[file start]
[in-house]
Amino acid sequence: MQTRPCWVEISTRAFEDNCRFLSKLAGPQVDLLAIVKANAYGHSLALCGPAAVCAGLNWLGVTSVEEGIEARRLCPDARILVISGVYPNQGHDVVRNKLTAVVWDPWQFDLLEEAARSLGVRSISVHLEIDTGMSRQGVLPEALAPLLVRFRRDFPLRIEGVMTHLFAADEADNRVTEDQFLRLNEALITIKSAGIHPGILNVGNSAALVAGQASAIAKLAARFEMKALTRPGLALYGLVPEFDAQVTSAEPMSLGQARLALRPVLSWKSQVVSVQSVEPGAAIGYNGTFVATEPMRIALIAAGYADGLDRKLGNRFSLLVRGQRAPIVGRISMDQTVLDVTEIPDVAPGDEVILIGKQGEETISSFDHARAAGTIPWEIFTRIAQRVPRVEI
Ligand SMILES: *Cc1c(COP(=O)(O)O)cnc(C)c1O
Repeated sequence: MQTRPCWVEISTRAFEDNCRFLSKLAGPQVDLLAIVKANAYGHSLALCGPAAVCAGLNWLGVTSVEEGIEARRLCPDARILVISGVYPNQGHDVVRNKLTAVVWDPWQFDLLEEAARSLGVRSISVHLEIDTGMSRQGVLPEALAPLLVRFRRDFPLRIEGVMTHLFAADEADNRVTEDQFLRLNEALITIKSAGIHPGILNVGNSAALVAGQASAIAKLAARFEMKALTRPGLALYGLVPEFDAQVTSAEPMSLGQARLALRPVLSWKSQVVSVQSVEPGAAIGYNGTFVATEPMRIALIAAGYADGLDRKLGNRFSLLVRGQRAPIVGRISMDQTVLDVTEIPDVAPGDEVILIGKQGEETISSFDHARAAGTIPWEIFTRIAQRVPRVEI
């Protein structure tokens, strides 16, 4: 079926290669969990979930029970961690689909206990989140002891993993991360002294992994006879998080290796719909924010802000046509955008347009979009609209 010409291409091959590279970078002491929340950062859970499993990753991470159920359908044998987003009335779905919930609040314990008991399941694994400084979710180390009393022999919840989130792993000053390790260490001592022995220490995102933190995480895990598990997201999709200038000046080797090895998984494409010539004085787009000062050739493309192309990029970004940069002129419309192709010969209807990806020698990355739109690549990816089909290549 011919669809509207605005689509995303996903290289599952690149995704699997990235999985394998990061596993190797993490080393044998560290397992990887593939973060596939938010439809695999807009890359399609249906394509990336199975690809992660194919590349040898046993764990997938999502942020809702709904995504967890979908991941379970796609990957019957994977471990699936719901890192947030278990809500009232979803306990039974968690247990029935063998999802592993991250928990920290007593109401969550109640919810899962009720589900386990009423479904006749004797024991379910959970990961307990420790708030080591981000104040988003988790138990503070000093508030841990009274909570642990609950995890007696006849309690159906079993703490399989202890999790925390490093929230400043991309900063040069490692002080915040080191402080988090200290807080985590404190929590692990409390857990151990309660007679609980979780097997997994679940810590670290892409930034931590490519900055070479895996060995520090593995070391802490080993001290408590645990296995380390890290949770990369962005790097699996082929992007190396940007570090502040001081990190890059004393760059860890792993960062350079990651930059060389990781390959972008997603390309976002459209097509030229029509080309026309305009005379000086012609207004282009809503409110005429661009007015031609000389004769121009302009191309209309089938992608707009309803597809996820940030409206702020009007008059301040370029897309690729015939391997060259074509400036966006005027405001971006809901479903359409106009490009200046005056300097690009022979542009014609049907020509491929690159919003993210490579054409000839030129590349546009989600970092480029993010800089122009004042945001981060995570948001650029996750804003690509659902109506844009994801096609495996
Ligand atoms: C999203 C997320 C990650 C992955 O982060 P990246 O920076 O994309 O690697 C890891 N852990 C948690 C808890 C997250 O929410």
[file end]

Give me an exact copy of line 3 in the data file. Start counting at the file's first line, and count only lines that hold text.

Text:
Ligand SMILES: *Cc1c(COP(=O)(O)O)cnc(C)c1O